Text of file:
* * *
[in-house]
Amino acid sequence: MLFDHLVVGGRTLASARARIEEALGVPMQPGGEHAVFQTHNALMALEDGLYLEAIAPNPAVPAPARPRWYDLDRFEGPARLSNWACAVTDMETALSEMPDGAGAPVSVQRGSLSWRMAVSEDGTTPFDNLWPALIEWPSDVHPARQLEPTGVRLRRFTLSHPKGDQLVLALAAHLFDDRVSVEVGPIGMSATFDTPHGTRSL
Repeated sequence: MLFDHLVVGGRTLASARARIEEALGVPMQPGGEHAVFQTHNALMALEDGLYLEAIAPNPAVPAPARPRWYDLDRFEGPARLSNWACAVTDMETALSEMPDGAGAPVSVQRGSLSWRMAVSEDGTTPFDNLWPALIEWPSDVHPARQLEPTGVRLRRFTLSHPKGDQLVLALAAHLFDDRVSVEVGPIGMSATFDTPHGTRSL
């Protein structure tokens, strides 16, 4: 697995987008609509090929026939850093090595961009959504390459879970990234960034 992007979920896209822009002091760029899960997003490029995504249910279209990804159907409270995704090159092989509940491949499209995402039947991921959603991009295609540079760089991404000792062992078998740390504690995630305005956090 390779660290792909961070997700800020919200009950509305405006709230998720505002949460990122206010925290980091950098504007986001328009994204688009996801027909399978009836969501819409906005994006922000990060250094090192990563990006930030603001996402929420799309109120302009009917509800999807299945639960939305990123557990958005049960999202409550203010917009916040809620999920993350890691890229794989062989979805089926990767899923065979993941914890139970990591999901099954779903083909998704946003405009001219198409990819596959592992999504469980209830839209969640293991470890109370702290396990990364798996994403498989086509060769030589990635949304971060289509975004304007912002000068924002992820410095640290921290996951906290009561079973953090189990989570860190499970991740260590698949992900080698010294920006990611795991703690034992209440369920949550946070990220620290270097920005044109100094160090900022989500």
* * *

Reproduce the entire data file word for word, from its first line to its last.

[in-house]
Amino acid sequence: MLFDHLVVGGRTLASARARIEEALGVPMQPGGEHAVFQTHNALMALEDGLYLEAIAPNPAVPAPARPRWYDLDRFEGPARLSNWACAVTDMETALSEMPDGAGAPVSVQRGSLSWRMAVSEDGTTPFDNLWPALIEWPSDVHPARQLEPTGVRLRRFTLSHPKGDQLVLALAAHLFDDRVSVEVGPIGMSATFDTPHGTRSL
Repeated sequence: MLFDHLVVGGRTLASARARIEEALGVPMQPGGEHAVFQTHNALMALEDGLYLEAIAPNPAVPAPARPRWYDLDRFEGPARLSNWACAVTDMETALSEMPDGAGAPVSVQRGSLSWRMAVSEDGTTPFDNLWPALIEWPSDVHPARQLEPTGVRLRRFTLSHPKGDQLVLALAAHLFDDRVSVEVGPIGMSATFDTPHGTRSL
């Protein structure tokens, strides 16, 4: 697995987008609509090929026939850093090595961009959504390459879970990234960034 992007979920896209822009002091760029899960997003490029995504249910279209990804159907409270995704090159092989509940491949499209995402039947991921959603991009295609540079760089991404000792062992078998740390504690995630305005956090 390779660290792909961070997700800020919200009950509305405006709230998720505002949460990122206010925290980091950098504007986001328009994204688009996801027909399978009836969501819409906005994006922000990060250094090192990563990006930030603001996402929420799309109120302009009917509800999807299945639960939305990123557990958005049960999202409550203010917009916040809620999920993350890691890229794989062989979805089926990767899923065979993941914890139970990591999901099954779903083909998704946003405009001219198409990819596959592992999504469980209830839209969640293991470890109370702290396990990364798996994403498989086509060769030589990635949304971060289509975004304007912002000068924002992820410095640290921290996951906290009561079973953090189990989570860190499970991740260590698949992900080698010294920006990611795991703690034992209440369920949550946070990220620290270097920005044109100094160090900022989500």